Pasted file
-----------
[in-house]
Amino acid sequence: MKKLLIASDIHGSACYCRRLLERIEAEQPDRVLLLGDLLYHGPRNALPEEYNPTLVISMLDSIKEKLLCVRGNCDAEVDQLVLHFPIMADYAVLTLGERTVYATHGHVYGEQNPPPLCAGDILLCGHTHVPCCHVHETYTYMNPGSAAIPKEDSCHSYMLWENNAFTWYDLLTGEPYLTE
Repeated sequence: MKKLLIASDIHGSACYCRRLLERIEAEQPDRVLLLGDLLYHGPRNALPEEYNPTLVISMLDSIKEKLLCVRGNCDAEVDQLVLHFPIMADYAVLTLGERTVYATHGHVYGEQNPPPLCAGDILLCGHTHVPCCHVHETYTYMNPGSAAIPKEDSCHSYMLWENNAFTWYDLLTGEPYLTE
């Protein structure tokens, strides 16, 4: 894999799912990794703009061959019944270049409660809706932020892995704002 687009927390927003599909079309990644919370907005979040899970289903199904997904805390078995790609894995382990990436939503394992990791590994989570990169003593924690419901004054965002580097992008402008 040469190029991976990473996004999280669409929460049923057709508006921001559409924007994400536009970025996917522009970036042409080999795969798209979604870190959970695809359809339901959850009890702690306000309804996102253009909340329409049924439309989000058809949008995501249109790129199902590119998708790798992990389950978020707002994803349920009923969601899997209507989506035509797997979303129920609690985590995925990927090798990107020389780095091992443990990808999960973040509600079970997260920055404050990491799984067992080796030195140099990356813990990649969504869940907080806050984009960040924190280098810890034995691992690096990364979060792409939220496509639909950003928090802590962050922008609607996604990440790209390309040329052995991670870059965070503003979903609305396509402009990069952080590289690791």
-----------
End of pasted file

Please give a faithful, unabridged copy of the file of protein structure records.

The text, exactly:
[in-house]
Amino acid sequence: MKKLLIASDIHGSACYCRRLLERIEAEQPDRVLLLGDLLYHGPRNALPEEYNPTLVISMLDSIKEKLLCVRGNCDAEVDQLVLHFPIMADYAVLTLGERTVYATHGHVYGEQNPPPLCAGDILLCGHTHVPCCHVHETYTYMNPGSAAIPKEDSCHSYMLWENNAFTWYDLLTGEPYLTE
Repeated sequence: MKKLLIASDIHGSACYCRRLLERIEAEQPDRVLLLGDLLYHGPRNALPEEYNPTLVISMLDSIKEKLLCVRGNCDAEVDQLVLHFPIMADYAVLTLGERTVYATHGHVYGEQNPPPLCAGDILLCGHTHVPCCHVHETYTYMNPGSAAIPKEDSCHSYMLWENNAFTWYDLLTGEPYLTE
């Protein structure tokens, strides 16, 4: 894999799912990794703009061959019944270049409660809706932020892995704002 687009927390927003599909079309990644919370907005979040899970289903199904997904805390078995790609894995382990990436939503394992990791590994989570990169003593924690419901004054965002580097992008402008 040469190029991976990473996004999280669409929460049923057709508006921001559409924007994400536009970025996917522009970036042409080999795969798209979604870190959970695809359809339901959850009890702690306000309804996102253009909340329409049924439309989000058809949008995501249109790129199902590119998708790798992990389950978020707002994803349920009923969601899997209507989506035509797997979303129920609690985590995925990927090798990107020389780095091992443990990808999960973040509600079970997260920055404050990491799984067992080796030195140099990356813990990649969504869940907080806050984009960040924190280098810890034995691992690096990364979060792409939220496509639909950003928090802590962050922008609607996604990440790209390309040329052995991670870059965070503003979903609305396509402009990069952080590289690791």